2016 Ones to watch: Can Stephen finally deliver the Holy Grail to Mayo?
Stephen Rochford, Mayo manager
Published 03/01/2016 | 02:30
Another year - and another 12-month extension to GAA's most inexplicable famine. As the 2015 Championship season ended, the knives were out in Mayo - a county which has now waited 64 years since its last senior All-Ireland football title.
The players revolted, issuing a vote of no confidence in the joint managers Noel Connelly and Pat Holmes. Murmurings inside and outside of the county suggested a host of interested parties would throw their respective hats into the ring, but when the dust settled, Ballinrobe's Stephen Rochford was unveiled as the latest in a long line of Mayo managers hoping to break the curse and bring Sam Maguire way out west.
Rochford, who persuaded outgoing coach Donie Buckley, former Armagh footballer Tony McEntee and his former teammate Barry Carey to come on board as selectors, was given a three-year term by the Mayo County board in November - though it will be reviewed on an annual basis.
Over the last few months he's waited for the first page in the 2016 calendar to turn. Now he can finally get to grips with arguably the toughest, but potentially most rewarding, gig in GAA management.
Rochford's pedigree is strong. He won an All-Ireland club medal with Crossmolina in 2001 and managed Galway club Corofin to the same title last March. He also had a spell on the line with Galway Mayo Institute of Technology. Well-respected within the game, he is known as a hands-on manager and a shrewd tactician.
With every managerial appointment in Mayo, however, comes renewed hope that finally they can leave Croke Park on the third Sunday in September with silverware in tow. No matter how they try, the football-mad population of the county can't help but dream - and who could blame them?
But immediately upon his appointment, Rochford sought to stamp out such a frenzy before it had the chance to breathe.
"We will experiment during the league, we will want to maintain our Division One status and if we get more from it, then that's good. But there will be no talk of All-Irelands or anything like that. Connacht will be very competitive and we want to prepare for that," Rochford said.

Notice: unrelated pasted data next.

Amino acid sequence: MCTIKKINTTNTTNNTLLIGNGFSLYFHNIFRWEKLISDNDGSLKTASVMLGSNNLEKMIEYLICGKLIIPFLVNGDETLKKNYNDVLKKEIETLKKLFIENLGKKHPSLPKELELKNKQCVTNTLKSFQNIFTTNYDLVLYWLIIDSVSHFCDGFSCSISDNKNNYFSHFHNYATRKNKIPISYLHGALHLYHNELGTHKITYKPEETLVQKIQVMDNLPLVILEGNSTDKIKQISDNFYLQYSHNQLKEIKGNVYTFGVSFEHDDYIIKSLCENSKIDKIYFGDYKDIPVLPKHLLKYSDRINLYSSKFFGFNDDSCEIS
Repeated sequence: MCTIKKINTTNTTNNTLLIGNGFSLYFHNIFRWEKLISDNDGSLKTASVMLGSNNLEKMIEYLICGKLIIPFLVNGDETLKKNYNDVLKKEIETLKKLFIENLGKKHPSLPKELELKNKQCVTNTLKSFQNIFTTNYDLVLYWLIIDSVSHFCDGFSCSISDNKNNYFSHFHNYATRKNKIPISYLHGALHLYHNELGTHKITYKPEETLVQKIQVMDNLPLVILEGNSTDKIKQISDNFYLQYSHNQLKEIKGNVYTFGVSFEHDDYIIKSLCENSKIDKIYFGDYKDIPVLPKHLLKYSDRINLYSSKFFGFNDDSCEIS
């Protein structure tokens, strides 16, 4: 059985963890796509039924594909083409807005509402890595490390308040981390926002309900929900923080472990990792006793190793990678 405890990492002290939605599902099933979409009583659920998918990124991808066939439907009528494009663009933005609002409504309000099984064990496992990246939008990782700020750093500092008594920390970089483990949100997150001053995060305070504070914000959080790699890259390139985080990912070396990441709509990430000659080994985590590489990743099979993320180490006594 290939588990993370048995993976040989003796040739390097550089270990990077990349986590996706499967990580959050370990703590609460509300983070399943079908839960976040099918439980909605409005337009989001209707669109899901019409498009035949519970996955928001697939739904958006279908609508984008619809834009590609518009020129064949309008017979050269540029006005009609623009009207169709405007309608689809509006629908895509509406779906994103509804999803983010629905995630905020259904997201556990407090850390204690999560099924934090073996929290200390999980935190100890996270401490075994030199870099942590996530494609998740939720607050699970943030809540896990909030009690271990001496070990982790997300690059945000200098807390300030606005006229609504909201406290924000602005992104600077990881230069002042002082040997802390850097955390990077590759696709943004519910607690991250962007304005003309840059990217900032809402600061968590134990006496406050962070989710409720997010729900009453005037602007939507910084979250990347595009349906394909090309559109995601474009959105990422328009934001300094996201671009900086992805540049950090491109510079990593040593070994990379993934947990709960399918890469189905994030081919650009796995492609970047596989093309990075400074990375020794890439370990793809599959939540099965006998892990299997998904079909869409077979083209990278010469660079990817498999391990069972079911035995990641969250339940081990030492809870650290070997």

The reality, of course, is that this county expects. League and Provincial titles, though welcomed, stand for very little in Mayo if the Championship campaign is again unsuccessful. Immortality awaits the manager who can conjure up an All-Ireland winning campaign.
Rochford's first Championship outing will take place on foreign soil when he leads the Westerners to Ruislip for a meeting with London.
The Exiles gave James Horan the fright of his life in his first competitive game in charge of Mayo - bringing the game to extra-time in 2011 - and they'll be hoping to go one better when the Connacht Champions (for the last five years in a row) visit London.
But, in many ways, Rochford believes the mileage on the clock and experience earned in recent campaigns will stand to his troops as they go into battle once more in 2016.
"The modern footballer is conditioned and rested and has got the very best of support, be it strength and conditioning and medical, nutrition. I think the longevity of the inter-county footballer, whilst knowing it is attritional, with that level of expertise, guys can go on. These guys, from what I can see, still have huge hunger. We're certainly not looking towards any crucial dates bar the first round of the league and our first trip in the Championship heading for London," he said.
In line with their total provincial domination of recent years, Mayo are 4/7 to retain their Connacht title in 2016 and 6/1 to lift Sam itself.
When the opportunity arose to manage his home county, Rochford said he couldn't resist. "It is a huge honour to be asked to manage your native county and it has been an ambition for some time. You just never know when you are going to get an opportunity so I'm grateful to be given the chance."
And while he acknowledges the weight of history is never far away. He believes the focus must be on the future only. "We can't change 2014 or 2015 or 2013 or back as far as 1951. We're looking to 2016 to write our own element of history and that's game by game, performance by performance."
Since Mayo last won the All-Ireland, they've lost seven finals - the hardest defeat coming in 1996 when a last-minute point from Meath brought the game to a bad-tempered replay, which the Royal County went on to win.
As Rochford settles into his new position, he's eager to maintain consistency in the dressing room.
"It is important, no matter what sport you are in, whether professional or amateur, that there is not a clean sweep. I would like to think we've got the mix right and we are all looking forward to the challenge," the 37-year-old said.
So, can the new manager be the one to shake off the shackles and finally deliver for Mayo? Time is running out for the current generation - rated by many as the strongest Mayo side in over 50 years. As Rochford begins his reign, there's certainly one good omen from which he can take confidence. The Old Moore's Almanac predicts Mayo will finally be crowned All-Ireland Champions in 2016!